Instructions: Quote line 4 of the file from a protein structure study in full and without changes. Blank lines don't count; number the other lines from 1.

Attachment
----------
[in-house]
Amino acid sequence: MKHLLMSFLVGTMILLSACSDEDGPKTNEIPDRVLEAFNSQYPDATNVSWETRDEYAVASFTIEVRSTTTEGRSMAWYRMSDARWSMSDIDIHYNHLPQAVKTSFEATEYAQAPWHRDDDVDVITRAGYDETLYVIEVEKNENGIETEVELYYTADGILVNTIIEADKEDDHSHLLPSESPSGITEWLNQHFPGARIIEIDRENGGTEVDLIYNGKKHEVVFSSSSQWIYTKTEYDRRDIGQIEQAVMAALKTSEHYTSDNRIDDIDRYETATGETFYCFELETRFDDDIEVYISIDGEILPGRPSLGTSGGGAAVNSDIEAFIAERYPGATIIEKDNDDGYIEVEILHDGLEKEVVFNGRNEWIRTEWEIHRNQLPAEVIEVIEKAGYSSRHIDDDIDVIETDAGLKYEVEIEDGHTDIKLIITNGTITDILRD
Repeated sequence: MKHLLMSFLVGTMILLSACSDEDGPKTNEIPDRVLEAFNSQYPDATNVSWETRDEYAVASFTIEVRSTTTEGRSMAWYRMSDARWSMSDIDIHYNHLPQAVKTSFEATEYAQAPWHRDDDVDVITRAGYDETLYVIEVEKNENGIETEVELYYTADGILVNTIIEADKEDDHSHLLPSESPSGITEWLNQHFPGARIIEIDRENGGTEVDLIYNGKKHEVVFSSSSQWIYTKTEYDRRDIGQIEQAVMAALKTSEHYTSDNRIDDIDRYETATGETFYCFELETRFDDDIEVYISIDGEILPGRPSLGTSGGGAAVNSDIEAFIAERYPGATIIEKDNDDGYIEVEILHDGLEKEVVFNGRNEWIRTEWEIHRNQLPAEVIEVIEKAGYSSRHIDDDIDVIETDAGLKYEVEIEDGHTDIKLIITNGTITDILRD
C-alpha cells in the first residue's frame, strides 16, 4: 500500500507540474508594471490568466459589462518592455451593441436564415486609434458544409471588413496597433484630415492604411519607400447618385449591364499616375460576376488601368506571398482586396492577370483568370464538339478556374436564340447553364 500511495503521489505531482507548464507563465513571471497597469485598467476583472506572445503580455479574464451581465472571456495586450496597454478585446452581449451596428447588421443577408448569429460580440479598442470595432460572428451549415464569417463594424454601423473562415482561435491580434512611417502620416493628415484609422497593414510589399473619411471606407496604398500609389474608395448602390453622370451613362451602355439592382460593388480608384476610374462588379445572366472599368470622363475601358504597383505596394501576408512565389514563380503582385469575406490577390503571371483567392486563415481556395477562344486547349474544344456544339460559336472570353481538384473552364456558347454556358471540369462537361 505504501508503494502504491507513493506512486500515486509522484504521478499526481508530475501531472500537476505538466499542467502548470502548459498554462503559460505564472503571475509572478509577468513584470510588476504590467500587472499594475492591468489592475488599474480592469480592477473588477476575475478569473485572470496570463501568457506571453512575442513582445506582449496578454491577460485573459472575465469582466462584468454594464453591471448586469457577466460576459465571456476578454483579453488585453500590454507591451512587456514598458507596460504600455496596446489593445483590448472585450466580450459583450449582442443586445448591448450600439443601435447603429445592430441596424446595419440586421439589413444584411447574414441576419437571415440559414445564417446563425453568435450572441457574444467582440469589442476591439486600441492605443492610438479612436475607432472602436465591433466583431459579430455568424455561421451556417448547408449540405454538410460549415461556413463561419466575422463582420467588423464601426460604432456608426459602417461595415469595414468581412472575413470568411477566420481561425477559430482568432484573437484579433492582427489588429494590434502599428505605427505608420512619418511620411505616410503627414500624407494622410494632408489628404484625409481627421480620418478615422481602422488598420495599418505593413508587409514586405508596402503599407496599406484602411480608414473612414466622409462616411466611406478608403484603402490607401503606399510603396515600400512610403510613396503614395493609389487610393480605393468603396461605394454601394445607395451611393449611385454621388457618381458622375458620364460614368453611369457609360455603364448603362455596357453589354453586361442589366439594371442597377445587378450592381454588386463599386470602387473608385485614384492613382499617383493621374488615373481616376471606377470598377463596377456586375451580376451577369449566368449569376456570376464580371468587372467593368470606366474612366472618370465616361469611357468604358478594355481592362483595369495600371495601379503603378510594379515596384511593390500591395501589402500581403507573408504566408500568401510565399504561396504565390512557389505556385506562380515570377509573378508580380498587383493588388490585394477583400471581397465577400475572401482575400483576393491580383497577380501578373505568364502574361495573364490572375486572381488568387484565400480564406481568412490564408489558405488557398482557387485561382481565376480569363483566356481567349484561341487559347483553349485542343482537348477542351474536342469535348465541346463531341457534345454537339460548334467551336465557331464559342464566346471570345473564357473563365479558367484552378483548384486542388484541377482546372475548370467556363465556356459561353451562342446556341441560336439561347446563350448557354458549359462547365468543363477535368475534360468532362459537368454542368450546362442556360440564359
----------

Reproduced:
C-alpha cells in the first residue's frame, strides 16, 4: 500500500507540474508594471490568466459589462518592455451593441436564415486609434458544409471588413496597433484630415492604411519607400447618385449591364499616375460576376488601368506571398482586396492577370483568370464538339478556374436564340447553364 500511495503521489505531482507548464507563465513571471497597469485598467476583472506572445503580455479574464451581465472571456495586450496597454478585446452581449451596428447588421443577408448569429460580440479598442470595432460572428451549415464569417463594424454601423473562415482561435491580434512611417502620416493628415484609422497593414510589399473619411471606407496604398500609389474608395448602390453622370451613362451602355439592382460593388480608384476610374462588379445572366472599368470622363475601358504597383505596394501576408512565389514563380503582385469575406490577390503571371483567392486563415481556395477562344486547349474544344456544339460559336472570353481538384473552364456558347454556358471540369462537361 505504501508503494502504491507513493506512486500515486509522484504521478499526481508530475501531472500537476505538466499542467502548470502548459498554462503559460505564472503571475509572478509577468513584470510588476504590467500587472499594475492591468489592475488599474480592469480592477473588477476575475478569473485572470496570463501568457506571453512575442513582445506582449496578454491577460485573459472575465469582466462584468454594464453591471448586469457577466460576459465571456476578454483579453488585453500590454507591451512587456514598458507596460504600455496596446489593445483590448472585450466580450459583450449582442443586445448591448450600439443601435447603429445592430441596424446595419440586421439589413444584411447574414441576419437571415440559414445564417446563425453568435450572441457574444467582440469589442476591439486600441492605443492610438479612436475607432472602436465591433466583431459579430455568424455561421451556417448547408449540405454538410460549415461556413463561419466575422463582420467588423464601426460604432456608426459602417461595415469595414468581412472575413470568411477566420481561425477559430482568432484573437484579433492582427489588429494590434502599428505605427505608420512619418511620411505616410503627414500624407494622410494632408489628404484625409481627421480620418478615422481602422488598420495599418505593413508587409514586405508596402503599407496599406484602411480608414473612414466622409462616411466611406478608403484603402490607401503606399510603396515600400512610403510613396503614395493609389487610393480605393468603396461605394454601394445607395451611393449611385454621388457618381458622375458620364460614368453611369457609360455603364448603362455596357453589354453586361442589366439594371442597377445587378450592381454588386463599386470602387473608385485614384492613382499617383493621374488615373481616376471606377470598377463596377456586375451580376451577369449566368449569376456570376464580371468587372467593368470606366474612366472618370465616361469611357468604358478594355481592362483595369495600371495601379503603378510594379515596384511593390500591395501589402500581403507573408504566408500568401510565399504561396504565390512557389505556385506562380515570377509573378508580380498587383493588388490585394477583400471581397465577400475572401482575400483576393491580383497577380501578373505568364502574361495573364490572375486572381488568387484565400480564406481568412490564408489558405488557398482557387485561382481565376480569363483566356481567349484561341487559347483553349485542343482537348477542351474536342469535348465541346463531341457534345454537339460548334467551336465557331464559342464566346471570345473564357473563365479558367484552378483548384486542388484541377482546372475548370467556363465556356459561353451562342446556341441560336439561347446563350448557354458549359462547365468543363477535368475534360468532362459537368454542368450546362442556360440564359